Microsoft's improved facial recognition tech aims for inclusion

The technology now works better across all skin tones and genders. Because everyone deserves to be tracked by computers.

Marrian Zhou Staff Reporter
Marrian Zhou is a Beijing-born Californian living in New York City. She joined CNET as a staff reporter upon graduation from Columbia Journalism School. When Marrian is not reporting, she is probably binge watching, playing saxophone or eating hot pot.
Marrian Zhou

Microsoft wants to get better at recognizing your face. 


Facial recognition systems might recognize you better now.

Microsoft on Tuesday said it has updated its facial recognition technology to improve recognition across all skin tones and genders. The company said it reduced the error rates by up to 20 times for skin tone.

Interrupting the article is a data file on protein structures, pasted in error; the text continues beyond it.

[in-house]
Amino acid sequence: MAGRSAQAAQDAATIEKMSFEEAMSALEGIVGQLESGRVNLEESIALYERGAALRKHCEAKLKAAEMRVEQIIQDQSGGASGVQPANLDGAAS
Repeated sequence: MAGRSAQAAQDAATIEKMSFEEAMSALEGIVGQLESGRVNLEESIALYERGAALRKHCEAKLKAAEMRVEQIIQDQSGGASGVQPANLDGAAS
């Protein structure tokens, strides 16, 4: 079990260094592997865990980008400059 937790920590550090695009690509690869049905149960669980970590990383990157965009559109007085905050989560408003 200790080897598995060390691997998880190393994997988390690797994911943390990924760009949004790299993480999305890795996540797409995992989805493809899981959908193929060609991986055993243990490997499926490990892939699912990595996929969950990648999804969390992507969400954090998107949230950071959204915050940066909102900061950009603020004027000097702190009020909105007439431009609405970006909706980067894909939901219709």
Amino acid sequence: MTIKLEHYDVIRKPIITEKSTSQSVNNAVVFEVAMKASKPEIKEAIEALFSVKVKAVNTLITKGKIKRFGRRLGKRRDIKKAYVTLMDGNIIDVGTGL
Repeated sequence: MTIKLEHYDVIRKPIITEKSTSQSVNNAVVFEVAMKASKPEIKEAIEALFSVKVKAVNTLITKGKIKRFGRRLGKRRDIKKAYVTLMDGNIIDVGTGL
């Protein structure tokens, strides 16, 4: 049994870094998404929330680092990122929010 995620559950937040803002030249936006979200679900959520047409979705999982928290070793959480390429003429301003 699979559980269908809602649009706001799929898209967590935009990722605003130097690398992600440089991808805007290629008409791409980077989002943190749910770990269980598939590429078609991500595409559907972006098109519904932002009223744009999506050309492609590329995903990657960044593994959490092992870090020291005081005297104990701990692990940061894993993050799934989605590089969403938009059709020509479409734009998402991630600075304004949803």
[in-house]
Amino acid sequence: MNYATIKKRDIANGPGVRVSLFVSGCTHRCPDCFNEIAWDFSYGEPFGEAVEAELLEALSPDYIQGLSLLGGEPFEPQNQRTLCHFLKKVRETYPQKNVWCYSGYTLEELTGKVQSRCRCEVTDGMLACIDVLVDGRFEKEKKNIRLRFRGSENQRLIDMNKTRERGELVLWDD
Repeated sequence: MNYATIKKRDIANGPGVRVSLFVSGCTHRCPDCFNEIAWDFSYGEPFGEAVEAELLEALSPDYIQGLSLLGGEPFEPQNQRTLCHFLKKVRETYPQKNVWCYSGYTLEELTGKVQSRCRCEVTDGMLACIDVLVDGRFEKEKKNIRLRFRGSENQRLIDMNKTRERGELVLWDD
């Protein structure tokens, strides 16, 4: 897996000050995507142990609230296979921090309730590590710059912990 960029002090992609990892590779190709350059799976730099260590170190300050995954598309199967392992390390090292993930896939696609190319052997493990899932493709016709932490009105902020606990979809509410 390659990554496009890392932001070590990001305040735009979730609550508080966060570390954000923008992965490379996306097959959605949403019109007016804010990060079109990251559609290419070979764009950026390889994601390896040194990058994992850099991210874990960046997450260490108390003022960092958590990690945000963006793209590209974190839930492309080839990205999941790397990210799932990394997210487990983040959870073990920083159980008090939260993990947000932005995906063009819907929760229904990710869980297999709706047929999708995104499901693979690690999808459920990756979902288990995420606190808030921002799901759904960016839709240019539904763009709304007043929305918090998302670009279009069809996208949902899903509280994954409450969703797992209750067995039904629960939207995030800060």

The improvement comes as people have raised concerns that current facial recognition systems perform best on males with lighter skin and worst on females with darker skin, said Microsoft.

"Collecting more data that captures the diversity of our world and being careful about how to measure performance are important steps toward mitigating these issues," said Ece Kamar, a senior researcher at Microsoft, in a blog post.

Despite become more common for things like unlocking phones and tagging friends on social media, facial recognition technology is still controversial.

On Monday, the Orlando Police Department stopped using facial technology from Amazon, whose Rekognition software drew complaints from the ACLU and from Amazon employees for being sold to law enforcement. Last month, a report published by The Independent said that facial recognition software used by the Metropolitan Police in the UK was accurate only about 2 percent of the time

Microsoft didn't immediately respond to a request for comment.